Each month we focus on a species that benefits from Fair to Nature farming methods. In November we take a look at the nocturnal Common (or Hazel) dormouse. Paul Chanin, President of the Mammal Society, tells us about what the Common dormouse likes to eat and which habitats it favours…
For some, autumn is the season of mists and mellow fruitfulness. For dormice it is the time to stuff themselves with food, laying down stores for the winter. A dormouse which weighs around 20g in the summer may have increased its weight by 50% by the end of October ready to go into hibernation in winter – all solid fat! A month later, most dormice will be hibernating in their winter nests, little bigger than a tennis ball, on the ground, typically amongst leaf litter or moss.
By the following April when the dormouse wakes from its winter sleep it will have lost much of that weight and will have a few weeks to build up its strength before the breeding season begins in June. While fruit, nuts and berries form the basis of the diet in autumn, the spring menu consists mainly of flowers, buds and the youngest and most tender shoots. Dormice are fussy feeders, concentrating on high quality plant food and insects and rejecting anything which smacks of roughage – such as leaves or bark.
One of our most attractive and charismatic mammals, the golden brown dormouse with its fluffy tail and large eyes is widespread in southern Britain but nowhere common. Its numbers are thought to have declined as modern forestry and farming methods have reduced the amount of good habitat available, particularly coppiced woodland and hedges.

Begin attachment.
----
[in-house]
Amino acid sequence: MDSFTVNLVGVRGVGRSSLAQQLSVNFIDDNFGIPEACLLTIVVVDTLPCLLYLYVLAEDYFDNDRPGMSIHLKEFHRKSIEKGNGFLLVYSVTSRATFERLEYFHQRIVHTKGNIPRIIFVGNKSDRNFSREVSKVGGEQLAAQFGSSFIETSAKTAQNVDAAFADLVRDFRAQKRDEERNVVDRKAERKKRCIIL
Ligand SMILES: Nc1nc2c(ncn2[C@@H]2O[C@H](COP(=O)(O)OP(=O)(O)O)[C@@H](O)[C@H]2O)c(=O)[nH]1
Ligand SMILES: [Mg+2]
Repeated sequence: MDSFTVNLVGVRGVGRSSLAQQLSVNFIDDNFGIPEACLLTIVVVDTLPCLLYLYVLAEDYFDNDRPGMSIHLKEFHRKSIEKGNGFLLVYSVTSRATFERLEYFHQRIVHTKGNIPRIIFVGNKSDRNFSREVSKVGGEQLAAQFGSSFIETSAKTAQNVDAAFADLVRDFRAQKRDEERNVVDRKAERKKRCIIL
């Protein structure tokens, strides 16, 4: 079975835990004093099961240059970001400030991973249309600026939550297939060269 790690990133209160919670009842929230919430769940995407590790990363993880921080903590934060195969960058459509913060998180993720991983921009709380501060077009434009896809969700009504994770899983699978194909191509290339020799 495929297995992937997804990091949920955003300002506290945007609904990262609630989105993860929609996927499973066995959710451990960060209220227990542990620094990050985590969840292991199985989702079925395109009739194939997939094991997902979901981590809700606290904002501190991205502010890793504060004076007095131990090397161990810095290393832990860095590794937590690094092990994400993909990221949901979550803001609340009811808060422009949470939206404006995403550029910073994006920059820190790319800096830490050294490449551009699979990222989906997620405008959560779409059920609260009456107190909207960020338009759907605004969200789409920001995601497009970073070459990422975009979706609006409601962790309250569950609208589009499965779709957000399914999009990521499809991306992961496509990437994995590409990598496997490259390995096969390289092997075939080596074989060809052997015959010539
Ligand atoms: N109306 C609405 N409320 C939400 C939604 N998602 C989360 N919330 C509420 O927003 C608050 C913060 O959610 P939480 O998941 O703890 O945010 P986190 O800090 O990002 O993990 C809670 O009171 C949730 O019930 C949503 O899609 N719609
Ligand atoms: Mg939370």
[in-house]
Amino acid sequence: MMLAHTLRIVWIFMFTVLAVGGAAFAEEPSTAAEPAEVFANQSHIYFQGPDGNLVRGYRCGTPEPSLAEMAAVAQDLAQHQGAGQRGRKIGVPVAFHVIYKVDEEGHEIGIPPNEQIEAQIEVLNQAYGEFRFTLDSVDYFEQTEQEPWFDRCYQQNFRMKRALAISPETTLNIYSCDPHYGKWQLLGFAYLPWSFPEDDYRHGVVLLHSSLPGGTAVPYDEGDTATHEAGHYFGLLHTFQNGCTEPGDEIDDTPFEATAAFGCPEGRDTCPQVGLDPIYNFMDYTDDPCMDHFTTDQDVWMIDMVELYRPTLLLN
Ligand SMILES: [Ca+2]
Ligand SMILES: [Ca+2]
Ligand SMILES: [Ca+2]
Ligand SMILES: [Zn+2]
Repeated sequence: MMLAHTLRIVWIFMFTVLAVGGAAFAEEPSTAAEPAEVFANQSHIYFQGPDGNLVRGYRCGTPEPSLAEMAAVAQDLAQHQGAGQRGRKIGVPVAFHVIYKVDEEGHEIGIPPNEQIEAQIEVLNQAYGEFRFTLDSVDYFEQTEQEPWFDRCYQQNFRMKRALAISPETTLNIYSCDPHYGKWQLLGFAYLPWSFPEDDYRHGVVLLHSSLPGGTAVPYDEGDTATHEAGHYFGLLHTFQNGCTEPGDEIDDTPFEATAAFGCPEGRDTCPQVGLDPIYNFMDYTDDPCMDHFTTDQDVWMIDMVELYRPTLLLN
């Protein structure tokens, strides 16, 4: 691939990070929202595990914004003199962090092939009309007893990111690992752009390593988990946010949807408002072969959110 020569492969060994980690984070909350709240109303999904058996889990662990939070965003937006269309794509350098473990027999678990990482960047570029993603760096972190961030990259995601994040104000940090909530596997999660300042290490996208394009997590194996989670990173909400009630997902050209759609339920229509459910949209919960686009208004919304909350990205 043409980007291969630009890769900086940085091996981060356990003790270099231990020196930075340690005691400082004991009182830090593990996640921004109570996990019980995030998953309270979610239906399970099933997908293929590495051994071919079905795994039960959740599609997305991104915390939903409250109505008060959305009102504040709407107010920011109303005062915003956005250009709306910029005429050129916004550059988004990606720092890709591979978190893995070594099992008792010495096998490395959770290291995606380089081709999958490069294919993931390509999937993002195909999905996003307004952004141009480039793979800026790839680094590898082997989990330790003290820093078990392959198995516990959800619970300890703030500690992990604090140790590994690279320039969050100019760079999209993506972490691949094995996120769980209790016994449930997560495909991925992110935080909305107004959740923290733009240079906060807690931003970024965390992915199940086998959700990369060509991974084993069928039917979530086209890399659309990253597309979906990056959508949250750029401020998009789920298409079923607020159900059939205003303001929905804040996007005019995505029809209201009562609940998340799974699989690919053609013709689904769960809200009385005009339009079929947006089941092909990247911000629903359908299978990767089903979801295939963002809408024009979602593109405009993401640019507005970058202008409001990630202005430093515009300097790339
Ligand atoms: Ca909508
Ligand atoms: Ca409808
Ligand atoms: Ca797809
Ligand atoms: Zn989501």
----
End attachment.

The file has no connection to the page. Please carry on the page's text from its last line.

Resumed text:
Although woodland is often thought of as their main habitat, scrub and hedgerows are also very important and hedges also provide routes for them to disperse across the landscape. Managing hedges for dormice is an important way to support their populations. This means reducing the frequency of cutting to ensure that trees and shrubs grow enough to fruit profusely. Cutting in alternate years is better than annually, every three years even better. It helps to cut in a patchwork leaving some areas when others are cut. Try to ensure that only one side of a hedge is cut in anyone year and also leave a few trees to grow to maturity when they will be old enough to produce seeds.
Simple measures like these can help to ensure that this delightful animal persists in our countryside.
Hedge-cutting regimes such as those described by Paul Chanin above are practised by Fair To Nature farmers, along with other measures like erecting dormouse nesting boxes and careful management of woodland areas.
Hedgelink publish an informative leaflet about managing hedgerows for dormice.
For more information on the work of the Mammal Society visit www.mammal.org.uk.
To read previous Species of the month, please click on the links below: